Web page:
Entertainment giant Walt Disney Co witnessed huge demand for the firm’s new streaming service, Disney+, with sign-ups reaching 10 million in its first day.
Disney+, which launched in the United States, Canada and the Netherlands on Tuesday, was hit with technical glitches that the company said were caused by higher-than-expected demand, Reuters reports.
The service costs US$7 per month and features roughly 500 movies and 7,500 TV episodes from the company’s deep family entertainment catalog, as well as new programming.
A bundle including ESPN+ and Hulu costs US$13.
In April, Disney said it plans to reach 60 million to 90 million Disney+ subscribers globally by 2024.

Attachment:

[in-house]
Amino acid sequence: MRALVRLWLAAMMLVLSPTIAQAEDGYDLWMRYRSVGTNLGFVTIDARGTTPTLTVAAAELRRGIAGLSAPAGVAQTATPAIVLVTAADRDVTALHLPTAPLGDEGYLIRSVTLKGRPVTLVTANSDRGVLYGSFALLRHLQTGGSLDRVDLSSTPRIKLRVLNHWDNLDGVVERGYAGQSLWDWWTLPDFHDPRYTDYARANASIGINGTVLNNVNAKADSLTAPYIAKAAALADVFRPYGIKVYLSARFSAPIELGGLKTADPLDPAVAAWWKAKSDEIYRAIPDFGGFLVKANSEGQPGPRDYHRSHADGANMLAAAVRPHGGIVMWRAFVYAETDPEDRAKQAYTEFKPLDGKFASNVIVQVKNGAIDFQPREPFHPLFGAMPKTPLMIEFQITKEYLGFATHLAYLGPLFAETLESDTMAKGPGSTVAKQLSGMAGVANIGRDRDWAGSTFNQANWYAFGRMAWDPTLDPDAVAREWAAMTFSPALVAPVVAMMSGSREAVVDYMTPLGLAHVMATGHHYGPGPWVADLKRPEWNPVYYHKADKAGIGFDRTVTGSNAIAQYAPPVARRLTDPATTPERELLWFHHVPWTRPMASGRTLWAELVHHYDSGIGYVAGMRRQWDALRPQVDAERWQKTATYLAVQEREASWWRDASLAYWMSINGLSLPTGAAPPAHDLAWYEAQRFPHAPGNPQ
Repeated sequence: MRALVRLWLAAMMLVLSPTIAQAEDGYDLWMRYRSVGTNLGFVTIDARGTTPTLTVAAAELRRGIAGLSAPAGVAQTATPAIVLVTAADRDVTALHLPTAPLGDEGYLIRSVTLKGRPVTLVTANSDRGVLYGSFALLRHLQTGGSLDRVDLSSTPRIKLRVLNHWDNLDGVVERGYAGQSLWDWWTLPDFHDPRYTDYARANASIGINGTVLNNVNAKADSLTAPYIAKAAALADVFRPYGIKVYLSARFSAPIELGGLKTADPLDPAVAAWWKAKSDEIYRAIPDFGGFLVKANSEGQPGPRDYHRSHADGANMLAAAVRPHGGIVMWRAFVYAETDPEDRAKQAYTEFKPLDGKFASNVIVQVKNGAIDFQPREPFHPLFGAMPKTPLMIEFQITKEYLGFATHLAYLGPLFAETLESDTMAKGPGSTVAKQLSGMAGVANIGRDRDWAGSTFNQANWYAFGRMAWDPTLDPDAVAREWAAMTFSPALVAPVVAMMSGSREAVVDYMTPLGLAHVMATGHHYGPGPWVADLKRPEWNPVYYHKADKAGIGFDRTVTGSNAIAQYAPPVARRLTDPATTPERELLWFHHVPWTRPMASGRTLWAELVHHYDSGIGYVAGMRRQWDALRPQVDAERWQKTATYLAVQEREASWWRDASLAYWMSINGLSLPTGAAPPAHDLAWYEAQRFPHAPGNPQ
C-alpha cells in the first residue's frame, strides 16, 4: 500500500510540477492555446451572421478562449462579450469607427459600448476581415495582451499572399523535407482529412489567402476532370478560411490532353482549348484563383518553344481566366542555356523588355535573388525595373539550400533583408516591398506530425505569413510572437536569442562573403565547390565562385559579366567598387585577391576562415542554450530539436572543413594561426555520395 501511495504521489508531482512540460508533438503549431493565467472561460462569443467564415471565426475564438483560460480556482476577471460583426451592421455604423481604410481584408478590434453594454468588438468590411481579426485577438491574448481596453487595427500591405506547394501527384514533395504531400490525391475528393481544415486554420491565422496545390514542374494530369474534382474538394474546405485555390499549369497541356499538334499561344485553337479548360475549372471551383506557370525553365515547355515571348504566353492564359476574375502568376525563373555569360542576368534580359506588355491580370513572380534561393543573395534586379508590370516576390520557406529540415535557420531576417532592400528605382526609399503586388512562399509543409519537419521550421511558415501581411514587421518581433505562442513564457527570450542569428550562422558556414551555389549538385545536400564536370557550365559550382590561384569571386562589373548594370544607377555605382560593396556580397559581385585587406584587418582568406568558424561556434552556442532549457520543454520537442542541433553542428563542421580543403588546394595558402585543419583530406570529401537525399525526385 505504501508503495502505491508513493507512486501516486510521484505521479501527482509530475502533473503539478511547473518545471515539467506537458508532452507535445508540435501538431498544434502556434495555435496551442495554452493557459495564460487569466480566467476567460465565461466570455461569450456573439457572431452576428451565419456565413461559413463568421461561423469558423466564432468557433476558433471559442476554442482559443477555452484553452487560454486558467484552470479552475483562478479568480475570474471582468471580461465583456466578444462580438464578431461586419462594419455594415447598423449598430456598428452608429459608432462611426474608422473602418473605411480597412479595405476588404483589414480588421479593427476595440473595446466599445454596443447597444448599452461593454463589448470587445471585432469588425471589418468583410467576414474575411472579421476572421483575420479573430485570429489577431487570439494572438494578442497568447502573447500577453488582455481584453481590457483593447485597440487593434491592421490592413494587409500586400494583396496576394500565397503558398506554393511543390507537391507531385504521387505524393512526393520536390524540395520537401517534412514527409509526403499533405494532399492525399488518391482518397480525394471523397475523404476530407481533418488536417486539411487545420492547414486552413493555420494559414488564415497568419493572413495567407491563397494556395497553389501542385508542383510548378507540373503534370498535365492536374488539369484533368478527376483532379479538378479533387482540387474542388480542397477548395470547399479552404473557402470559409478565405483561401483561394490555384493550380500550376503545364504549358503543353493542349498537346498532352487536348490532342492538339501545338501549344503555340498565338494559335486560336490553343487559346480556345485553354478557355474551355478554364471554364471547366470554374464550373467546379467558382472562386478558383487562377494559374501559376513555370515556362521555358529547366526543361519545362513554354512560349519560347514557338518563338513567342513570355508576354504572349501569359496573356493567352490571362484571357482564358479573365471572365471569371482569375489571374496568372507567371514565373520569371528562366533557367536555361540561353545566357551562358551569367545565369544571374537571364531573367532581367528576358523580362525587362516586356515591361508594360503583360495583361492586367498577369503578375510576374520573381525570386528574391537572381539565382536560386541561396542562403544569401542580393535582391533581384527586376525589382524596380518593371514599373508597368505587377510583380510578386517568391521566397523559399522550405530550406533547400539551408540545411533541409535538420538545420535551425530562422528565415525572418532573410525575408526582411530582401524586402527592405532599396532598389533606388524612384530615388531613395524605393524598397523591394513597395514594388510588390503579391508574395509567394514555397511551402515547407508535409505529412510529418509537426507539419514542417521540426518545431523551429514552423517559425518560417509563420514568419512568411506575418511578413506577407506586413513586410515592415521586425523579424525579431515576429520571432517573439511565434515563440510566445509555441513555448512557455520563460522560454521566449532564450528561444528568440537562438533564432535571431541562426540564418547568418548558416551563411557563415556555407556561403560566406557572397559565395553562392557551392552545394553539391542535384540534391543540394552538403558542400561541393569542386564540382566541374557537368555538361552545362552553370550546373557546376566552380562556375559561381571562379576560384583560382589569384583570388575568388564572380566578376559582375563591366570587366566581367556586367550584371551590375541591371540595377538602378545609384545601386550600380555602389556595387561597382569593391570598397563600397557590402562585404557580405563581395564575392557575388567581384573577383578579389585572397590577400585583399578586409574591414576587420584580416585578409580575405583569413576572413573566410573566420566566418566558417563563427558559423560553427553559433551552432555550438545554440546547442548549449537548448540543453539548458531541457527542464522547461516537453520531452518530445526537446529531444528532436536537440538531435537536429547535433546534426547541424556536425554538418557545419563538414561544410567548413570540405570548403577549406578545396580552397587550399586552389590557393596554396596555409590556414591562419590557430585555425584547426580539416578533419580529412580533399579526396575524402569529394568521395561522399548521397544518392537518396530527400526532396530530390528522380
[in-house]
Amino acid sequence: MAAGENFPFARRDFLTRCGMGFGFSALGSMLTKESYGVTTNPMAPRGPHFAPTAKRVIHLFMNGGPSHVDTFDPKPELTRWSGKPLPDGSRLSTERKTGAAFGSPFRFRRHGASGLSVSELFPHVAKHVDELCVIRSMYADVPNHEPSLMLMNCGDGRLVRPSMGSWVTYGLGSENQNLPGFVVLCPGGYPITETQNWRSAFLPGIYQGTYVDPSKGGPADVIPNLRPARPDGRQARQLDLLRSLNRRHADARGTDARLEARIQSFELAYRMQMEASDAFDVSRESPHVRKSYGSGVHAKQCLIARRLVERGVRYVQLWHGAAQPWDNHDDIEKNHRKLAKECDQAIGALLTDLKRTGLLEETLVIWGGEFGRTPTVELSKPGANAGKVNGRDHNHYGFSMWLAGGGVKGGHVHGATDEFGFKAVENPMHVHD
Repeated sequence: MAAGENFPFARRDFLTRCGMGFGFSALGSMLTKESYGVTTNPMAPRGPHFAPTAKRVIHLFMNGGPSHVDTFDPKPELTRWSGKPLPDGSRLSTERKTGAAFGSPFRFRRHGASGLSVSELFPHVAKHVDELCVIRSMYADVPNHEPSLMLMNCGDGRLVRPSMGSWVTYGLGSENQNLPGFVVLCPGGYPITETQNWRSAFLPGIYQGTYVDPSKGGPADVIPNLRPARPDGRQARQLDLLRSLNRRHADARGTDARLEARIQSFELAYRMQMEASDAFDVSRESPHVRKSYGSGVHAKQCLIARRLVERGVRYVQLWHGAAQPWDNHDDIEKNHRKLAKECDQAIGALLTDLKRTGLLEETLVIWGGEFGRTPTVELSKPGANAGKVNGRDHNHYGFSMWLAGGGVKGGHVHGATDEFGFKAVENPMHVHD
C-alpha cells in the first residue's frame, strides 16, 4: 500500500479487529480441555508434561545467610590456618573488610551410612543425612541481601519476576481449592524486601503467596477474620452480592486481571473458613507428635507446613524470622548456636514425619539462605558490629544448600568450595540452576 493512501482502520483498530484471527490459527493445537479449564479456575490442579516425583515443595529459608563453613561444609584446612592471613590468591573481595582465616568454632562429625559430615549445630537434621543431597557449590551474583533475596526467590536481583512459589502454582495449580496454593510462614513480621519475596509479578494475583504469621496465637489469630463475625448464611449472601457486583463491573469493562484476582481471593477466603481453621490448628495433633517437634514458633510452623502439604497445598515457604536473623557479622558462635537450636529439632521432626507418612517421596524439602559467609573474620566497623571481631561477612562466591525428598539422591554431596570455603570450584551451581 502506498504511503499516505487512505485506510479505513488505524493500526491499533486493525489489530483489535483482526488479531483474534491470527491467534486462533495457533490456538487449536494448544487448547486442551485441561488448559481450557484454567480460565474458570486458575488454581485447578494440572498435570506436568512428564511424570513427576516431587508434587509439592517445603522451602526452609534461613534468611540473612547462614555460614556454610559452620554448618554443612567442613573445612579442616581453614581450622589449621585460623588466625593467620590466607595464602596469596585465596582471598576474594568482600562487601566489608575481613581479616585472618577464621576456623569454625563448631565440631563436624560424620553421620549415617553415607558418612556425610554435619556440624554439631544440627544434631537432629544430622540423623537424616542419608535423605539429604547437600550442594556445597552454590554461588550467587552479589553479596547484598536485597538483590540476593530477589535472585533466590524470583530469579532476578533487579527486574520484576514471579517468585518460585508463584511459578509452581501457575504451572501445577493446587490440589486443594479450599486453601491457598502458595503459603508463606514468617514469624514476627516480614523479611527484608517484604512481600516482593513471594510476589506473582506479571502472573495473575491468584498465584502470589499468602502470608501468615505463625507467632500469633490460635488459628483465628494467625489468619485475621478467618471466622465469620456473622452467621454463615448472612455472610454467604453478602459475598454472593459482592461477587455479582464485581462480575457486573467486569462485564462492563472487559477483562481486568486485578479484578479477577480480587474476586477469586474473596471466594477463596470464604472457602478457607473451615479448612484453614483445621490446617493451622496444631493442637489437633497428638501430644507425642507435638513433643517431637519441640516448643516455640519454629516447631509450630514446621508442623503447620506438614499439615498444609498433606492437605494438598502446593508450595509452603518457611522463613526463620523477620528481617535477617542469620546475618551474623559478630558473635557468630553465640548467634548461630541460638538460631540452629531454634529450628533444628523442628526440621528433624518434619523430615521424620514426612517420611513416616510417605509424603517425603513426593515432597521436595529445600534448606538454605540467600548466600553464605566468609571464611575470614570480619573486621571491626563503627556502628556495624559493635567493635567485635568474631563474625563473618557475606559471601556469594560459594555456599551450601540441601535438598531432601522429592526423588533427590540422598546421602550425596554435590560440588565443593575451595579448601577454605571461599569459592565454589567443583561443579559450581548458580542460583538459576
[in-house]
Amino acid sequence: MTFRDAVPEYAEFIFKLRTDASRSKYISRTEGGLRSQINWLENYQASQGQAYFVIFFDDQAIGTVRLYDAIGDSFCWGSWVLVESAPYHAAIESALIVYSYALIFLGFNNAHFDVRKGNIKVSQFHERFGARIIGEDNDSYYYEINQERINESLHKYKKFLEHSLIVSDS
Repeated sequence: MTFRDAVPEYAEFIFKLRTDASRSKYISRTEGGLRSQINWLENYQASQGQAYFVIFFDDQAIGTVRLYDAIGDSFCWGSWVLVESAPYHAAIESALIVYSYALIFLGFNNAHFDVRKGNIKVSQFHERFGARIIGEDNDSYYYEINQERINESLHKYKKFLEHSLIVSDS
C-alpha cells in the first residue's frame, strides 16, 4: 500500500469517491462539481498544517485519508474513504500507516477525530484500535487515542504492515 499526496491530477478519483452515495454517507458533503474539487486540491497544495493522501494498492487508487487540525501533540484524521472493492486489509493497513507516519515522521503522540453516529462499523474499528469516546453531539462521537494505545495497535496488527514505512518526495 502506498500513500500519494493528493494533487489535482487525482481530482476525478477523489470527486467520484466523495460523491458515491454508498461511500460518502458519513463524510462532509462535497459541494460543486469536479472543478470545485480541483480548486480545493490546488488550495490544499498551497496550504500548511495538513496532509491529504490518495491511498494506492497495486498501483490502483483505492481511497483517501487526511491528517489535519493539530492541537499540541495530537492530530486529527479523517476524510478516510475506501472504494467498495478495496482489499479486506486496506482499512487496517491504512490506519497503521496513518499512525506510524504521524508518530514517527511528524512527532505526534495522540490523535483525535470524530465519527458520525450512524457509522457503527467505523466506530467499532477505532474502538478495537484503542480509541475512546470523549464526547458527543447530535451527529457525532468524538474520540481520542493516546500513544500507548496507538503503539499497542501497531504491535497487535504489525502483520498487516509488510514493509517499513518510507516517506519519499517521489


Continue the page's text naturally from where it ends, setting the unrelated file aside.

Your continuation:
In a note on Wednesday, Wedbush analyst Daniel Ives wrote that at its current pace, Disney could hit that subscriber goal potentially two years earlier.
Although Disney’s day one numbers were more than three times the size of some forecasts, it was not immediately clear how many of these new customers were from free promotions, Reuters noted.
In October, Disney and telecom provider Verizon announced a promotion that made all new and existing Verizon unlimited wireless customers, as well as new Fios and 5G home internet customers, eligible for a free, one-year subscription to Disney+.
Ahead of the launch, Disney executives said they expect between 17 million to 19 million new subscribers as a result of the Verizon promotion. Verizon told Reuters in October it expects even more of its customers to have access to the deal.
Disney said it has no future plans to release Disney+ subscriber data outside of the company’s quarterly earnings calls.
Disney shares surged more than 7 percent in New York trading after news of the strong streaming service subscriber numbers.
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